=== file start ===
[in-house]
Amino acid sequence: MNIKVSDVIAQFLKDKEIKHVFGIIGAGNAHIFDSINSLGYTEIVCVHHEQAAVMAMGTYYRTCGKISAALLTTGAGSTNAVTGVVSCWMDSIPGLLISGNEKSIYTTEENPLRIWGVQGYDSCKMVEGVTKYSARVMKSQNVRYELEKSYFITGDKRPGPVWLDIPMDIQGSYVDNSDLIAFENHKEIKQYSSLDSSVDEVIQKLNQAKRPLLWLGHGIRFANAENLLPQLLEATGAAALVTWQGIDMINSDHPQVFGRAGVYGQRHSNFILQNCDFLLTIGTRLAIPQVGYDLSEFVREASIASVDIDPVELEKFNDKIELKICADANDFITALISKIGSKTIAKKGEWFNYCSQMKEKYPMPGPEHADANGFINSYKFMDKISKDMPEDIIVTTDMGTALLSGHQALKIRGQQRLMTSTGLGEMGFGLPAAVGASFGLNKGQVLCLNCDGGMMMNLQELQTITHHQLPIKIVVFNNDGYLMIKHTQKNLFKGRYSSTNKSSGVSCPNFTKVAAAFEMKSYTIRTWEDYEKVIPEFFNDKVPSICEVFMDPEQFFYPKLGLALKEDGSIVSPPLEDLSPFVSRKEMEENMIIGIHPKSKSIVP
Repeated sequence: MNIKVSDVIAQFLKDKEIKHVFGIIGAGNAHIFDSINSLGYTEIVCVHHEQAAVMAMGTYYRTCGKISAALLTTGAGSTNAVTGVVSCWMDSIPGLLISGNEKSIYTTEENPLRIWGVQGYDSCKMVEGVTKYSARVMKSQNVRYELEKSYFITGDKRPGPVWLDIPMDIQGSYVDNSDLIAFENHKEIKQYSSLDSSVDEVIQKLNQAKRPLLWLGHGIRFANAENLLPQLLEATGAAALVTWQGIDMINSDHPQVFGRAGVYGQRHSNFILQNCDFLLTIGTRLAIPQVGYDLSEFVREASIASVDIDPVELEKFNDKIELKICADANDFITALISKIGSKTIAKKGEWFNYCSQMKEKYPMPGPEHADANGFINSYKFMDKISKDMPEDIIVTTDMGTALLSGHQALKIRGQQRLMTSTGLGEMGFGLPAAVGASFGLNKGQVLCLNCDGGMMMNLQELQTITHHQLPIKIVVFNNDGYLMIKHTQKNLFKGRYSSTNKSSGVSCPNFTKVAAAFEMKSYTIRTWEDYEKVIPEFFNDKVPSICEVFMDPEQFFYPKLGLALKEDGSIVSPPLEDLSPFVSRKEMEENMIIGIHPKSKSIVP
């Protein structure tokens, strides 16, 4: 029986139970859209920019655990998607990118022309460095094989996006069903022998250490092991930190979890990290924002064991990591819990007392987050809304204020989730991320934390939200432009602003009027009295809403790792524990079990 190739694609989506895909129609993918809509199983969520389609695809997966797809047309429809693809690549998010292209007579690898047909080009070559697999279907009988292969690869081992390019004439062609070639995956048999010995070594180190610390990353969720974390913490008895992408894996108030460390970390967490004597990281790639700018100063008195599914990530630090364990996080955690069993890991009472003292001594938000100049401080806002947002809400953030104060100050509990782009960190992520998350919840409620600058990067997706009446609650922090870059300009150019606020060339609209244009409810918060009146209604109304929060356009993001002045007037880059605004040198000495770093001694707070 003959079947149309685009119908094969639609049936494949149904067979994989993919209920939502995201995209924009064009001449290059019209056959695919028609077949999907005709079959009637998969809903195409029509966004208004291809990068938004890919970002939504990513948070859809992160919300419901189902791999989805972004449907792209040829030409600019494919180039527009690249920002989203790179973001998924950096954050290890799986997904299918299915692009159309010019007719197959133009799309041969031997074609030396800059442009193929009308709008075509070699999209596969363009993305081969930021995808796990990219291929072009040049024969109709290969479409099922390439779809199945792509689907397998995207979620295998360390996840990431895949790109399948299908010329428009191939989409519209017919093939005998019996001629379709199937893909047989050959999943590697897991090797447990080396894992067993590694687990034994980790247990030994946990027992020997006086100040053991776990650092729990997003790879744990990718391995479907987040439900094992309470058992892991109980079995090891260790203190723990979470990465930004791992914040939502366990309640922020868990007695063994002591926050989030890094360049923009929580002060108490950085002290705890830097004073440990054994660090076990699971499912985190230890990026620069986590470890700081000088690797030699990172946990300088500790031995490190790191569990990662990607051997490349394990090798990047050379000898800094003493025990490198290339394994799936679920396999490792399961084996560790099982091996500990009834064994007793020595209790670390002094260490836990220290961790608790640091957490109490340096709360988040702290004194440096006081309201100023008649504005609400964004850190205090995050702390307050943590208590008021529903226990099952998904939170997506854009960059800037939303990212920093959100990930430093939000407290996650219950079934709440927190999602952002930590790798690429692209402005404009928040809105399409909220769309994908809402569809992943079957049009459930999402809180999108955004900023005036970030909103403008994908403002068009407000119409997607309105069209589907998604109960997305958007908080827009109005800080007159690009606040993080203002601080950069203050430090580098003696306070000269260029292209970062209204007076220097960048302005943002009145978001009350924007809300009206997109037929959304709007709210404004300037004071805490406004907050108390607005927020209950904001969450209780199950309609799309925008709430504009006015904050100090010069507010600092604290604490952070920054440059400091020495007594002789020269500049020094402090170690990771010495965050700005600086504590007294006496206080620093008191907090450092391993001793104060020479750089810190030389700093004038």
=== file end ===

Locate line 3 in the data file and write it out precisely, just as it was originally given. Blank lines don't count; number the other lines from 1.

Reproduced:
Repeated sequence: MNIKVSDVIAQFLKDKEIKHVFGIIGAGNAHIFDSINSLGYTEIVCVHHEQAAVMAMGTYYRTCGKISAALLTTGAGSTNAVTGVVSCWMDSIPGLLISGNEKSIYTTEENPLRIWGVQGYDSCKMVEGVTKYSARVMKSQNVRYELEKSYFITGDKRPGPVWLDIPMDIQGSYVDNSDLIAFENHKEIKQYSSLDSSVDEVIQKLNQAKRPLLWLGHGIRFANAENLLPQLLEATGAAALVTWQGIDMINSDHPQVFGRAGVYGQRHSNFILQNCDFLLTIGTRLAIPQVGYDLSEFVREASIASVDIDPVELEKFNDKIELKICADANDFITALISKIGSKTIAKKGEWFNYCSQMKEKYPMPGPEHADANGFINSYKFMDKISKDMPEDIIVTTDMGTALLSGHQALKIRGQQRLMTSTGLGEMGFGLPAAVGASFGLNKGQVLCLNCDGGMMMNLQELQTITHHQLPIKIVVFNNDGYLMIKHTQKNLFKGRYSSTNKSSGVSCPNFTKVAAAFEMKSYTIRTWEDYEKVIPEFFNDKVPSICEVFMDPEQFFYPKLGLALKEDGSIVSPPLEDLSPFVSRKEMEENMIIGIHPKSKSIVP